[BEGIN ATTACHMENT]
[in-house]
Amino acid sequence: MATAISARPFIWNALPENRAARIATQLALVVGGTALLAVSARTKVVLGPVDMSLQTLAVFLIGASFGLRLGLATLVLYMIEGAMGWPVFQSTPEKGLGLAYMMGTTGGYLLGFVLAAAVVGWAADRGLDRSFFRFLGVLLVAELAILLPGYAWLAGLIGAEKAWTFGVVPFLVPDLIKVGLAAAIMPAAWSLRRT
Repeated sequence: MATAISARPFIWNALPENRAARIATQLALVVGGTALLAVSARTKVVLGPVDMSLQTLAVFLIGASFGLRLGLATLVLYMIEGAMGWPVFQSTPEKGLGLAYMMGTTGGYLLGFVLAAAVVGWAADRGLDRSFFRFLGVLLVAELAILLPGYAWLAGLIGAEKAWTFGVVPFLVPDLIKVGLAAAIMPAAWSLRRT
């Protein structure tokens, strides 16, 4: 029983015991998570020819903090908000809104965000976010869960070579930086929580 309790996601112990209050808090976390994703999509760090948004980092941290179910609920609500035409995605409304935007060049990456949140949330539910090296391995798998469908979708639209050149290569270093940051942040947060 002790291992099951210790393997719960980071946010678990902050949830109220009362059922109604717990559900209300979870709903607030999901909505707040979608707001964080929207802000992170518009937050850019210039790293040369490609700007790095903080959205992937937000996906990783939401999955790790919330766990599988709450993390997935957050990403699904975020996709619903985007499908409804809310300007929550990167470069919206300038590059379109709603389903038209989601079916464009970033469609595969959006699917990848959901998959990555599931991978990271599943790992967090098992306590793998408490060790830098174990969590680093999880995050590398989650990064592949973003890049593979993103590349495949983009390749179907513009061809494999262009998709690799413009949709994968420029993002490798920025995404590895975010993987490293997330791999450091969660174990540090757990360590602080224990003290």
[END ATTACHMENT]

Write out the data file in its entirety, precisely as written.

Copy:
[in-house]
Amino acid sequence: MATAISARPFIWNALPENRAARIATQLALVVGGTALLAVSARTKVVLGPVDMSLQTLAVFLIGASFGLRLGLATLVLYMIEGAMGWPVFQSTPEKGLGLAYMMGTTGGYLLGFVLAAAVVGWAADRGLDRSFFRFLGVLLVAELAILLPGYAWLAGLIGAEKAWTFGVVPFLVPDLIKVGLAAAIMPAAWSLRRT
Repeated sequence: MATAISARPFIWNALPENRAARIATQLALVVGGTALLAVSARTKVVLGPVDMSLQTLAVFLIGASFGLRLGLATLVLYMIEGAMGWPVFQSTPEKGLGLAYMMGTTGGYLLGFVLAAAVVGWAADRGLDRSFFRFLGVLLVAELAILLPGYAWLAGLIGAEKAWTFGVVPFLVPDLIKVGLAAAIMPAAWSLRRT
């Protein structure tokens, strides 16, 4: 029983015991998570020819903090908000809104965000976010869960070579930086929580 309790996601112990209050808090976390994703999509760090948004980092941290179910609920609500035409995605409304935007060049990456949140949330539910090296391995798998469908979708639209050149290569270093940051942040947060 002790291992099951210790393997719960980071946010678990902050949830109220009362059922109604717990559900209300979870709903607030999901909505707040979608707001964080929207802000992170518009937050850019210039790293040369490609700007790095903080959205992937937000996906990783939401999955790790919330766990599988709450993390997935957050990403699904975020996709619903985007499908409804809310300007929550990167470069919206300038590059379109709603389903038209989601079916464009970033469609595969959006699917990848959901998959990555599931991978990271599943790992967090098992306590793998408490060790830098174990969590680093999880995050590398989650990064592949973003890049593979993103590349495949983009390749179907513009061809494999262009998709690799413009949709994968420029993002490798920025995404590895975010993987490293997330791999450091969660174990540090757990360590602080224990003290």